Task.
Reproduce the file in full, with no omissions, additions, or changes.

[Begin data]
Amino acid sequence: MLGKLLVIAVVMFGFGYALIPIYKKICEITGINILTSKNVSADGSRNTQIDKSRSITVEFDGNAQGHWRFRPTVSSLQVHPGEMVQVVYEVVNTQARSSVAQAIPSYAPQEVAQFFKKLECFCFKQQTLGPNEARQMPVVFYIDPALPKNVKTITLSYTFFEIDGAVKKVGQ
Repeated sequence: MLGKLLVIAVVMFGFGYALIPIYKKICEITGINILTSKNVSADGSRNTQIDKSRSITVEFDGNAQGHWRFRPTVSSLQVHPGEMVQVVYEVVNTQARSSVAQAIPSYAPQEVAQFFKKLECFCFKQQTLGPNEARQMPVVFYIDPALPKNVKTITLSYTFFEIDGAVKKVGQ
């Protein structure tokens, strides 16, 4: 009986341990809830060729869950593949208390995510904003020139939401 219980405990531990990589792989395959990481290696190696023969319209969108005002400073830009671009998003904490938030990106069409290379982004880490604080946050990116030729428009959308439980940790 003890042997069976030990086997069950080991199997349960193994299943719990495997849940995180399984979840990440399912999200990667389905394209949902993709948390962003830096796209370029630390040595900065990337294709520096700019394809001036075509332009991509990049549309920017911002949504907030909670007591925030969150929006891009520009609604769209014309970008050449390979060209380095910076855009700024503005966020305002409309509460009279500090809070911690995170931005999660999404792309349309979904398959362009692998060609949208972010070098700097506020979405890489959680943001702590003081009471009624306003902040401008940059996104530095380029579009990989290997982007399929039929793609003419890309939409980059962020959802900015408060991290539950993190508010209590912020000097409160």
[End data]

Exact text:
Amino acid sequence: MLGKLLVIAVVMFGFGYALIPIYKKICEITGINILTSKNVSADGSRNTQIDKSRSITVEFDGNAQGHWRFRPTVSSLQVHPGEMVQVVYEVVNTQARSSVAQAIPSYAPQEVAQFFKKLECFCFKQQTLGPNEARQMPVVFYIDPALPKNVKTITLSYTFFEIDGAVKKVGQ
Repeated sequence: MLGKLLVIAVVMFGFGYALIPIYKKICEITGINILTSKNVSADGSRNTQIDKSRSITVEFDGNAQGHWRFRPTVSSLQVHPGEMVQVVYEVVNTQARSSVAQAIPSYAPQEVAQFFKKLECFCFKQQTLGPNEARQMPVVFYIDPALPKNVKTITLSYTFFEIDGAVKKVGQ
């Protein structure tokens, strides 16, 4: 009986341990809830060729869950593949208390995510904003020139939401 219980405990531990990589792989395959990481290696190696023969319209969108005002400073830009671009998003904490938030990106069409290379982004880490604080946050990116030729428009959308439980940790 003890042997069976030990086997069950080991199997349960193994299943719990495997849940995180399984979840990440399912999200990667389905394209949902993709948390962003830096796209370029630390040595900065990337294709520096700019394809001036075509332009991509990049549309920017911002949504907030909670007591925030969150929006891009520009609604769209014309970008050449390979060209380095910076855009700024503005966020305002409309509460009279500090809070911690995170931005999660999404792309349309979904398959362009692998060609949208972010070098700097506020979405890489959680943001702590003081009471009624306003902040401008940059996104530095380029579009990989290997982007399929039929793609003419890309939409980059962020959802900015408060991290539950993190508010209590912020000097409160």